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Publication numberUS5444440 A
Publication typeGrant
Application numberUS 08/120,196
Publication dateAug 22, 1995
Filing dateSep 13, 1993
Priority dateMay 5, 1992
Fee statusLapsed
Also published asWO1996013770A1
Publication number08120196, 120196, US 5444440 A, US 5444440A, US-A-5444440, US5444440 A, US5444440A
InventorsMark S. Heydendahl
Original AssigneeHeydendahl; Mark S.
Export CitationBiBTeX, EndNote, RefMan
External Links: USPTO, USPTO Assignment, Espacenet
Operating circuits for locking device
US 5444440 A
Abstract
Operating circuits for a solenoid actuated locking means mounted interiorly of a garage door, to provide additional security. The operating circuits are electrically connected to the solenoid operator of a normally closed hasp that cooperates with the garage door in the closed position. The circuits are designed for use with an automatic garage door opener or a manually opened garage door, and include integrated circuit logic, relay logic, or equivalent means to allow opening of the garage door by authorized means, or if a forced attempt is made, or an unauthorized means is used, to open the garage door, when the garage door is in the secured position, the circuitry will activate an alarm, or other security means and prevent the garage door from being opened.
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Claims(8)
What I claim is:
1. An alarm system for a garage door, including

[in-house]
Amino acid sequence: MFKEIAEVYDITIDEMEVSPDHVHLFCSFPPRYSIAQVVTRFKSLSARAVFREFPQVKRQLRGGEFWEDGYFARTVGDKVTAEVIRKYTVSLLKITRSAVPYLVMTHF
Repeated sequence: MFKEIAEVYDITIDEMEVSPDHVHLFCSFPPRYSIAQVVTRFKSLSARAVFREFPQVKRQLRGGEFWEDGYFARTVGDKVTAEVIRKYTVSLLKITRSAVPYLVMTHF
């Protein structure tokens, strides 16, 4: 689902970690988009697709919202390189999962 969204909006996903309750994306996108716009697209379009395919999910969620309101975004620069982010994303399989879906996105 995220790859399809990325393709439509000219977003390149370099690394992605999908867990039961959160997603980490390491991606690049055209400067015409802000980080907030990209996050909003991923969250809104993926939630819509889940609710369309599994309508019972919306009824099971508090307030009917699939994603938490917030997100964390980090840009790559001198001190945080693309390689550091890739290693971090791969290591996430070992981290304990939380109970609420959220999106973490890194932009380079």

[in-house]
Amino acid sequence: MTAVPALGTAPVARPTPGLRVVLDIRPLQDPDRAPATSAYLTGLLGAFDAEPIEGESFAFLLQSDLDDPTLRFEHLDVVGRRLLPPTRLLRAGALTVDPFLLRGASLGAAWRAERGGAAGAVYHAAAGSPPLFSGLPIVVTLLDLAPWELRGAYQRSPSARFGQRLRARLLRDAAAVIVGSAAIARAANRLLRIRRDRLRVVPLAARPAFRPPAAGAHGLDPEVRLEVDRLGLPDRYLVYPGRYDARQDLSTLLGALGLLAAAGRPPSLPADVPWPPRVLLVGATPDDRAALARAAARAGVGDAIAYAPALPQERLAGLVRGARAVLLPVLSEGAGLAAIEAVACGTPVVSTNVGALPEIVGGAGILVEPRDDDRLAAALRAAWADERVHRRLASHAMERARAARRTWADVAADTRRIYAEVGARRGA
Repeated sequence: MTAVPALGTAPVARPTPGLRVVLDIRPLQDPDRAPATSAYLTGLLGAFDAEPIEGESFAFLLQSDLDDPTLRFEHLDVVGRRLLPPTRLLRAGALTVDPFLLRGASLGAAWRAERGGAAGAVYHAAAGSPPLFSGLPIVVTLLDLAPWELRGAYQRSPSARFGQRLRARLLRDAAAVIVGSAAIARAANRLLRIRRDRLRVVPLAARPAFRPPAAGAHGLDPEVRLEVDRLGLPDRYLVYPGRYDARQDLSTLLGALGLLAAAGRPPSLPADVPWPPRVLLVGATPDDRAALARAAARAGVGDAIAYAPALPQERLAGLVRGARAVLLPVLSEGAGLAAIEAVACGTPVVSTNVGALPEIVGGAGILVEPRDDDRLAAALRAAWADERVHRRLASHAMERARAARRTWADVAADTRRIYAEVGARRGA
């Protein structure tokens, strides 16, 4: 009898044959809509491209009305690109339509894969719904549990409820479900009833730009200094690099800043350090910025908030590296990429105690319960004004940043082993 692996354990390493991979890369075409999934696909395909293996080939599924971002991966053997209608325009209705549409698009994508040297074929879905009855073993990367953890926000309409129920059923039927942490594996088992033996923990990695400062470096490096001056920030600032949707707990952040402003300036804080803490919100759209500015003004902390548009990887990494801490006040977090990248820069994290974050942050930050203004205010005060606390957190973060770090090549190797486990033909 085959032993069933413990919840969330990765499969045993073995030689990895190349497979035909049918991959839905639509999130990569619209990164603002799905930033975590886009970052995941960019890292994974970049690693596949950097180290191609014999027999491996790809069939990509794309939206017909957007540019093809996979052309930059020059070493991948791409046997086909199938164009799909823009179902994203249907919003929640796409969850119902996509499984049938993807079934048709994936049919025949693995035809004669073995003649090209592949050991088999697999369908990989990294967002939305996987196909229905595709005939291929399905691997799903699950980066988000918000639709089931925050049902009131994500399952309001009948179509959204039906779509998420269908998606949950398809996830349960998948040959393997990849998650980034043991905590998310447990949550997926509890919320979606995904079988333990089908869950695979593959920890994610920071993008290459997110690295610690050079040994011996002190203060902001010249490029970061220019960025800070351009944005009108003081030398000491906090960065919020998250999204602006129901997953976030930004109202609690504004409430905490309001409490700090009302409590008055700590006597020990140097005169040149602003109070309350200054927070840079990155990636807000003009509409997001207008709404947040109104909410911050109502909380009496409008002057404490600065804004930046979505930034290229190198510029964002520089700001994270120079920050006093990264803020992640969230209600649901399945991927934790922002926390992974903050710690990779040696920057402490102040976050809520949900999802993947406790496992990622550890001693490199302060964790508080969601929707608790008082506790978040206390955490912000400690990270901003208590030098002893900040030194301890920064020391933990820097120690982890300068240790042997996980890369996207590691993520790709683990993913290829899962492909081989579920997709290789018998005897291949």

an automatic garage door opener which upon being activated opens the garage door and is thereafter deactivated, and which upon being again activated closes the garage door and is thereafter deactivated,
a sensor which is positioned near the garage door to detect movement of the garage door and which changes states from a first state to a second state upon detecting the garage door moving from a closed position and changes from said second state to said first state upon detecting the garage door moving from an open position to the closed position, and
a control circuit for energizing an alarm including
an electrical device which is energized when the automatic garage door opener is activated to open or close the garage door to change from a first state to a second state, and when the automatic garage door opener is deactivated, is de-energized to change from the second state to the first state,
a logic circuit that is armed and disarmed,
said logic circuit being armed when the following sequence of events occur
(1) with the garage door open, the electrical device is energized,
(2) while the electrical device is energized, the sensor changes states from the second state to the first state by detecting the garage door moving from the open position to the closed position, and
(3) the automatic garage door opener is deactivated to change the state of the electrical device from the second state to the first state, and
said logic circuit being disarmed when the following sequence of events occur
(1) with the door closed, the automatic garage door opener is activated energizing the electrical device, and
(2) the sensor detects the garage door moving from the closed position and changes states from said first state to said second state, and
(3) the automatic garage door opener is deactivated, de-energizing the electrical device to change from the second state to the first state,
said logic circuit in the armed condition energizing the alarm when the closed garage door is moved, causing said sensor to change states from the first state to the second state prior to the electrical device being energized to change from the first state to the second state, and